For Mike Schroeder, who has run ammunition wholesaler The Cartridge Family since 2014, sales could increase before the ammunition law comes into effect, but then slow significantly.
“I know none of my clients are going to sign up or do a background check,” Schroeder said.
Schroeder said he would likely halt retail sales once the law takes effect in favor of wholesale and bulk trade. The law will likely end ammunition sales at gun shows and possibly force people to buy bullets illegally, he said.
“These laws, they’re just awful, every single one of them,” Schroeder said.
Jones called the bills — including most of those Brown vetoed — government overreach.
“They attack the wrong people and we know it,” he said. “They are misleading the public by saying that these measures will somehow stop criminal behavior.”
The vetoes included bills that would have made stealing a gun a grand theft, expanding the definition of a “firearm” to include home-made guns, limiting any purchase of firearms to one per months, expanding the range of who could apply for gun violence prohibition orders and demanding tighter reporting deadlines for victims of gun theft.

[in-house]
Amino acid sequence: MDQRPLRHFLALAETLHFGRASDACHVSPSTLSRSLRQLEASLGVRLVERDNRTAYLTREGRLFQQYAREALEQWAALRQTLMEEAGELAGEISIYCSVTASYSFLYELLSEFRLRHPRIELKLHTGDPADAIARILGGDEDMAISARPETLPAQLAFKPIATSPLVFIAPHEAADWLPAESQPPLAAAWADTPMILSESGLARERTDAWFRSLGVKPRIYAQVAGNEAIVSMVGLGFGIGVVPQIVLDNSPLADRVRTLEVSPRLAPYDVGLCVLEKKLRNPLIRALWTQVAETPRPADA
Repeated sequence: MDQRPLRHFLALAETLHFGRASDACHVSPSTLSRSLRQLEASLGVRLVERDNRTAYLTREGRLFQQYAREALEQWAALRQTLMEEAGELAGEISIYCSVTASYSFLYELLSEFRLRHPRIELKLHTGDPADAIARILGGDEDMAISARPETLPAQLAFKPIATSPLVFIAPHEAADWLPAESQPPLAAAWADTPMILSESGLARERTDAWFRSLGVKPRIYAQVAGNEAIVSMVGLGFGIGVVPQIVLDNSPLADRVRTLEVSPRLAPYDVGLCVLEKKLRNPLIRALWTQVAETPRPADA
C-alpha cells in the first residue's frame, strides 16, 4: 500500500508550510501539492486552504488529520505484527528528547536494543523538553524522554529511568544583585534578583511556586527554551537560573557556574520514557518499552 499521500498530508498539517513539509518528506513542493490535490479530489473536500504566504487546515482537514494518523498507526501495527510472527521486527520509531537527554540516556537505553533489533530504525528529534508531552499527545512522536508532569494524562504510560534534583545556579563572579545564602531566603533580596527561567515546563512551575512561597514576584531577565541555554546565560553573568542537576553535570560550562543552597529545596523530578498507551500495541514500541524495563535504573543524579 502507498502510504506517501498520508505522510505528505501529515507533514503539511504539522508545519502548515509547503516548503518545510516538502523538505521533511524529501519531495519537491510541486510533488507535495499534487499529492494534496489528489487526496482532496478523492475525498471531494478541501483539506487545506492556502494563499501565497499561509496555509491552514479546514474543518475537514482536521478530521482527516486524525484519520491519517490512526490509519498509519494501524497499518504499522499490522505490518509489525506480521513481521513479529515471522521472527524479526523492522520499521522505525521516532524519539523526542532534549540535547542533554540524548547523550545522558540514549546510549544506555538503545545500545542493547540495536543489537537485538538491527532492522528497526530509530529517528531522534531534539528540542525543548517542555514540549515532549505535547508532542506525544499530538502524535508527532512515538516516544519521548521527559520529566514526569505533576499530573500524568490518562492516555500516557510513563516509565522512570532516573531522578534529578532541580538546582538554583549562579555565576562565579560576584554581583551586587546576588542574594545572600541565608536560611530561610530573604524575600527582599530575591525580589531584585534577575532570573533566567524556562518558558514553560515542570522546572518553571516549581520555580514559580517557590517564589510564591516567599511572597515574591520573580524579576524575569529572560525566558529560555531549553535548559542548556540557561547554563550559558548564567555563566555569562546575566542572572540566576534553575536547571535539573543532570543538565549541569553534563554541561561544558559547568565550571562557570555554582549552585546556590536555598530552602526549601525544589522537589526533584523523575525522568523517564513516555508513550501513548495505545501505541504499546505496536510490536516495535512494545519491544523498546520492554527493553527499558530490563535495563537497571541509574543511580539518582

Gun control measures have long been popular with Democratic lawmakers who control the California Senate and Assembly. But they stepped up their efforts this year after the December shooting in San Bernardino by a couple who pledged allegiance to the Islamic State group, the Associated Press reported.
Advocates on both sides of the gun control debate say California has some of the strictest gun laws in the country. According to the AP, it is one of six states to earn the highest rating from the Pro-Gun Control Legal Center for preventing gun violence.
Signed into law
Senate Bill 1235: Requires background checks on ammunition purchases and creates a statewide tracking system for ammunition purchases. The bill is contingent on voters passing a similar initiative in November, although absent that approval, the bill would ban the purchase of ammunition for those who do not have the right to buy firearms.
Senate Bill 880 and Assembly Bill 1135: Redefines “assault weapon” to include semi-automatic rifles with detachable magazines.
Assembly Bill 1511: Limits the lending of firearms without a licensed firearms dealer to spouses or other family members.